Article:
Tuesday, February 14, 2012

Evolution of a spine OR how we moved to print on demand

For years, our house has been characterized by piles of boxed books. One row of such boxes piled five high provides a shelf for Susan's office. Another such row serves as a quasi room divider for the little office space I have carved out of our living room. Each time we sell out a printing, there is a rush to incorporate any corrections or minor updates to the prior printing and get another load of boxes in to be stored.

Well, no more. There is this concept that I love. Someone wants a book, or boxes of books and they are printed to order, and shipped out directly from the printer, never touching our hands. All we have to do is send off a pdf file to the printer - actually two files, one for the interior and one for the cover. Print on Demand or POD.

So our plan was to move the Mountains book to POD the next time it sold out, which we expected in Feb or March. That was a good plan, but it sold out in Nov, so I learned POD by doing. In the US there are two main POD printers, Createspace which is owned by Amazon, and Lightning Source which is owned by Ingram - a major intermediary of books. The recommended plan for small publishers is to put your POD book on both Createspace and Lightning Source, to get it the most exposure and availability.

When you get to the nitty gritty, these two printers have slightly different requirements, so I ended up doing two interior files, because of the margin requirements, and two covers because of slight bleed differences. Those differences were easily handled. The interior reflowed to a couple pages more than the last printing, due to some additional experience based info added to the how to part, and also the margin changes. Any page reflow requires checking every index entry, so that was the major interior work.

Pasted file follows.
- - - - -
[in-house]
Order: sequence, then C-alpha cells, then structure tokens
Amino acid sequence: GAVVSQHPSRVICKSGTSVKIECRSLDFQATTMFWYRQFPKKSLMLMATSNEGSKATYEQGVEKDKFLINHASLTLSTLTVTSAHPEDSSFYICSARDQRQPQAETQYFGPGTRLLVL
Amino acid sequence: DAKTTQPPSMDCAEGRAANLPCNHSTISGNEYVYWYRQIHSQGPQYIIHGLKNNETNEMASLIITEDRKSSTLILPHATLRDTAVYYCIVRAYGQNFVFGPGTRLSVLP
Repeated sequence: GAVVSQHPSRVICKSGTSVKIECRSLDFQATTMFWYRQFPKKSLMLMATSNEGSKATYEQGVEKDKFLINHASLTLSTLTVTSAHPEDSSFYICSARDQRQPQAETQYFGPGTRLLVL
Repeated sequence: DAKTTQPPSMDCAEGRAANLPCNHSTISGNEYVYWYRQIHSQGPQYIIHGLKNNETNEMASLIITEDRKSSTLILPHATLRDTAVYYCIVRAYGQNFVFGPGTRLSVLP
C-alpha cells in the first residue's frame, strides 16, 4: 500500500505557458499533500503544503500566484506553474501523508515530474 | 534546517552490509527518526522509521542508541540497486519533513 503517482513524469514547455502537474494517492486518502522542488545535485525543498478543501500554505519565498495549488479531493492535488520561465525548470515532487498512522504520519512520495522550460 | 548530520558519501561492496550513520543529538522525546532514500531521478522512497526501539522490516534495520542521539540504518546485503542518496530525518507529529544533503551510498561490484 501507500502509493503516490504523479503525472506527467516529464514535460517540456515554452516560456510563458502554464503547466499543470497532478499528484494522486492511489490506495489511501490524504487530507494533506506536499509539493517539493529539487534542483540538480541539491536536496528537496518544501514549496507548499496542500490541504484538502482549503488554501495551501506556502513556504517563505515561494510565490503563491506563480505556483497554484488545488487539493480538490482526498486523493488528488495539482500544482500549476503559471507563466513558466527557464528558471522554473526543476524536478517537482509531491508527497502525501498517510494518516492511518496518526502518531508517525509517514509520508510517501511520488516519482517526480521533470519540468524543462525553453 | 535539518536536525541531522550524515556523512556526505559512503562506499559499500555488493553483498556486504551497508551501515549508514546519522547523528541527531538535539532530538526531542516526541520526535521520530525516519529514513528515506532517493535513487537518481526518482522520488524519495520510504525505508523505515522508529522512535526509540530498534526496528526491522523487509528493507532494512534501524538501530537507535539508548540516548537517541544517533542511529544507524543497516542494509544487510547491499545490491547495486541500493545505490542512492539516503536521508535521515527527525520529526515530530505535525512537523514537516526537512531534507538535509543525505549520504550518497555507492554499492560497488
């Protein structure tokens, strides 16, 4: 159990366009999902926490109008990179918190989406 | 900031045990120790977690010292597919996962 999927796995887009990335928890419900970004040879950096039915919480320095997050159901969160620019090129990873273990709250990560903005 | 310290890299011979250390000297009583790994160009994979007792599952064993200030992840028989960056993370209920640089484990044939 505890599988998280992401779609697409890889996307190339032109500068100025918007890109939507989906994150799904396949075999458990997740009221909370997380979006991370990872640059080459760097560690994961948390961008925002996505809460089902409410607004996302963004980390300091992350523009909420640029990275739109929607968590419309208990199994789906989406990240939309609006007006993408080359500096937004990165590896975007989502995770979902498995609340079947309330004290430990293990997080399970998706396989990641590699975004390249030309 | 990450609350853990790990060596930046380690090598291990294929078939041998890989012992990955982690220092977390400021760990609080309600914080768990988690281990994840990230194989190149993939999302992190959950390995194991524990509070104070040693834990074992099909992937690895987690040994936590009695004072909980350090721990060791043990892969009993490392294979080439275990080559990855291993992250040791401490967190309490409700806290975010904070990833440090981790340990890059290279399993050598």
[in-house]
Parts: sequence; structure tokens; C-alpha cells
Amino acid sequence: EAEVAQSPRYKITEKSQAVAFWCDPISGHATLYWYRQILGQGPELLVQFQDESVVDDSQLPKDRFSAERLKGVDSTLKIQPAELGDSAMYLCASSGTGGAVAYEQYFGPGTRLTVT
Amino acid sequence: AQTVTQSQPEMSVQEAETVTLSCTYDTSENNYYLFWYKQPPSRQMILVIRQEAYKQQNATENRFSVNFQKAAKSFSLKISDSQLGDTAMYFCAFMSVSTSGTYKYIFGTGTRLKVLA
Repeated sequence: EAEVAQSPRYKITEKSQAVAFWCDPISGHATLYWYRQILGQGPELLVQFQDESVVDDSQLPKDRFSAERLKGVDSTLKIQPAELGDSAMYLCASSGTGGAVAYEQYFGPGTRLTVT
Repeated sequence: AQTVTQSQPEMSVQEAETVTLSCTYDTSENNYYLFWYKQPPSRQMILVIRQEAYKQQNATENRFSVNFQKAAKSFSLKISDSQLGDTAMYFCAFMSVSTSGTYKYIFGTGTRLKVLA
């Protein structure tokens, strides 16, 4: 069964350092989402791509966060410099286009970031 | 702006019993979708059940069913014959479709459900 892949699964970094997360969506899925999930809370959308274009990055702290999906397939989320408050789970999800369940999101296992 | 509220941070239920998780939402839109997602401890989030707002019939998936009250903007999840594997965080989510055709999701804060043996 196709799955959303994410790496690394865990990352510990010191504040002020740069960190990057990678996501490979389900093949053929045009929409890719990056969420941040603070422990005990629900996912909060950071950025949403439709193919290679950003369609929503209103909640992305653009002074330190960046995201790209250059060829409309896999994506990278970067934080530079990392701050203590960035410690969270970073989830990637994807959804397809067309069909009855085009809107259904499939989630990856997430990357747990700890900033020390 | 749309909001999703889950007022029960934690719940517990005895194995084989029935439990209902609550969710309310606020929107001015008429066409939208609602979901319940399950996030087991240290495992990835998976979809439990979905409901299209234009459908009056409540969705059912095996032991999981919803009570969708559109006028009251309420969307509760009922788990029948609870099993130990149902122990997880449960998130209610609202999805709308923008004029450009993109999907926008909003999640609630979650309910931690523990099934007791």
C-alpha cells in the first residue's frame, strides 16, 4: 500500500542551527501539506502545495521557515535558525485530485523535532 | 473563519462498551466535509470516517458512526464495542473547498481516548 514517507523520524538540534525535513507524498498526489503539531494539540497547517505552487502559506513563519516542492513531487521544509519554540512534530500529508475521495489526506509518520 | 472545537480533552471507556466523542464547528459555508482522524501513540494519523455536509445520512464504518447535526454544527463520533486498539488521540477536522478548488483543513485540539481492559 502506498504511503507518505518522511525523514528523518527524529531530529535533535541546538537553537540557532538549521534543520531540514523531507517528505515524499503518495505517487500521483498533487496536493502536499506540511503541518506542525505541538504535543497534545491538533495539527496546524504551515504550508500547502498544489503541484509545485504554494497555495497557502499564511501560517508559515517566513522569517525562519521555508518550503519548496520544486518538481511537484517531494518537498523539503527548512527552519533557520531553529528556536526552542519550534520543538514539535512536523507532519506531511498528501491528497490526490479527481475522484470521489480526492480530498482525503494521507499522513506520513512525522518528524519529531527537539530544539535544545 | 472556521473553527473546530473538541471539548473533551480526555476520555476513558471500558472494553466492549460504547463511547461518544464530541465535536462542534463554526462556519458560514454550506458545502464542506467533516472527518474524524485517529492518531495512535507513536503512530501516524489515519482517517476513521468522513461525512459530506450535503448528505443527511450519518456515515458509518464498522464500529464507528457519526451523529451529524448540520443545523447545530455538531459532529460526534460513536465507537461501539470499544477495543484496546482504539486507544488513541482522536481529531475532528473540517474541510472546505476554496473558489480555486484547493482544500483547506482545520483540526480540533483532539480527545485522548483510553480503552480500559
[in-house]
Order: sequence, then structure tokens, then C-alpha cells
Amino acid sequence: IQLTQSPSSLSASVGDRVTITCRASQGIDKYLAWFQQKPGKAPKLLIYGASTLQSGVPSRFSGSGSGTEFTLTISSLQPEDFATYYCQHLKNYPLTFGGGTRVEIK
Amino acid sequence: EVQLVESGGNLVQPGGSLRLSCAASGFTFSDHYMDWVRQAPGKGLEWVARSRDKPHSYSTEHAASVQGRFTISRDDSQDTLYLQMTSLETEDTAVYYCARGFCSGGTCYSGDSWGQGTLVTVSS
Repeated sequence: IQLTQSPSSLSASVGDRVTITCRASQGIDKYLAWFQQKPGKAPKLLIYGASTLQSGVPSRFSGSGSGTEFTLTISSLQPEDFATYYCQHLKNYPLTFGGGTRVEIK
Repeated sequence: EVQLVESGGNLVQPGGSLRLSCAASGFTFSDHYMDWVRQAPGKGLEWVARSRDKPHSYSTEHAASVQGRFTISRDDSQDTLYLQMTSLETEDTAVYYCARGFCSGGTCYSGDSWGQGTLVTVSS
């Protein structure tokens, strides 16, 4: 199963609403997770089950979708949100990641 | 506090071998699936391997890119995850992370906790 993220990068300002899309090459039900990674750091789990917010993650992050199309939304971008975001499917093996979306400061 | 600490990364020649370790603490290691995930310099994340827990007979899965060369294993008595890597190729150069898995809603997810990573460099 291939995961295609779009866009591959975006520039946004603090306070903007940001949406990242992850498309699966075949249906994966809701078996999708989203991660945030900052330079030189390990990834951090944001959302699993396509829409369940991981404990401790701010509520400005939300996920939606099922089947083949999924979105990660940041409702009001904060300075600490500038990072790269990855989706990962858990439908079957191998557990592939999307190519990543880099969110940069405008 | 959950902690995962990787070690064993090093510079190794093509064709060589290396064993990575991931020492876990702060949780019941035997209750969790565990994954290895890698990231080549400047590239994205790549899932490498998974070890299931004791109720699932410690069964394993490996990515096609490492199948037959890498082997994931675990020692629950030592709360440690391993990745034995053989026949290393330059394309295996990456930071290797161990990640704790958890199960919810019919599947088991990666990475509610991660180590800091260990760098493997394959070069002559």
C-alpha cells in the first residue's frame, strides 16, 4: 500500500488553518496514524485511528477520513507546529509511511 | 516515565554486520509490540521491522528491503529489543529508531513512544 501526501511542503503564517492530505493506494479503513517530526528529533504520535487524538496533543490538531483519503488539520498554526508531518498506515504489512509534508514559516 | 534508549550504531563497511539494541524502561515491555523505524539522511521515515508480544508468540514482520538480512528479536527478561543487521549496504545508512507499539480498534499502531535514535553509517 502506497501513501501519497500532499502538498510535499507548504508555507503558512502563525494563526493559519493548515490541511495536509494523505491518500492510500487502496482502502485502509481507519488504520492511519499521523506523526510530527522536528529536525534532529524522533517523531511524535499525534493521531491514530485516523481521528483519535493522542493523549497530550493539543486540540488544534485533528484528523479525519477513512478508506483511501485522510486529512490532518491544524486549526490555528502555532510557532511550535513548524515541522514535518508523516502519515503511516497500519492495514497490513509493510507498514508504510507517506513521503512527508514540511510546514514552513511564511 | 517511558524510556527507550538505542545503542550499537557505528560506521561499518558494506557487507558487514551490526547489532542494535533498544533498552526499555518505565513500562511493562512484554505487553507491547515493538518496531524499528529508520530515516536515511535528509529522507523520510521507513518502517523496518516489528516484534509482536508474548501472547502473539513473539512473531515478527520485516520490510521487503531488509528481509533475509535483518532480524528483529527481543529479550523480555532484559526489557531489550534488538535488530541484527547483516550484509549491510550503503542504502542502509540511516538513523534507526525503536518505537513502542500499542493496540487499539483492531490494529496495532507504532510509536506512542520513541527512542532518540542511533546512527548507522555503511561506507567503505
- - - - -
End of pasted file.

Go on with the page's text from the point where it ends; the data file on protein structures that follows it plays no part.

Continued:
The biggest problem was common to both - the book spine. POD printing is less precise than offset printing. If you look at our offset press original, the leftmost book in the image above, you can see that the spine background color is white and the cover is a dark contrasting color. In addition there is an image on the spine that goes right to the edge of the spine. That is a no-no for POD. No sharp lines that define the spine cover boundary because the printing tolerances of POD are not exact enough to guarantee that you will not have a fraction of the cover showing along the spine, or vice versa. The cover and spine have to blend so that this is not noticeable.

Our solution was to wrap the front cover around the spine and onto the back, and then to change the font color so the title would still stand out. The image above shows our evolution to the finished product. There are four covers that are just folded test covers. We had to make the mountain higher so that all the letters had a dark background. Then we tried several font colors - white was best. The last two are the actual POD books. Lightning Source is the thinnest due to its use of a lighter weight paper. The little image had to be further cropped on the sides, but overall, I was quite pleased with the results from both of those POD printers.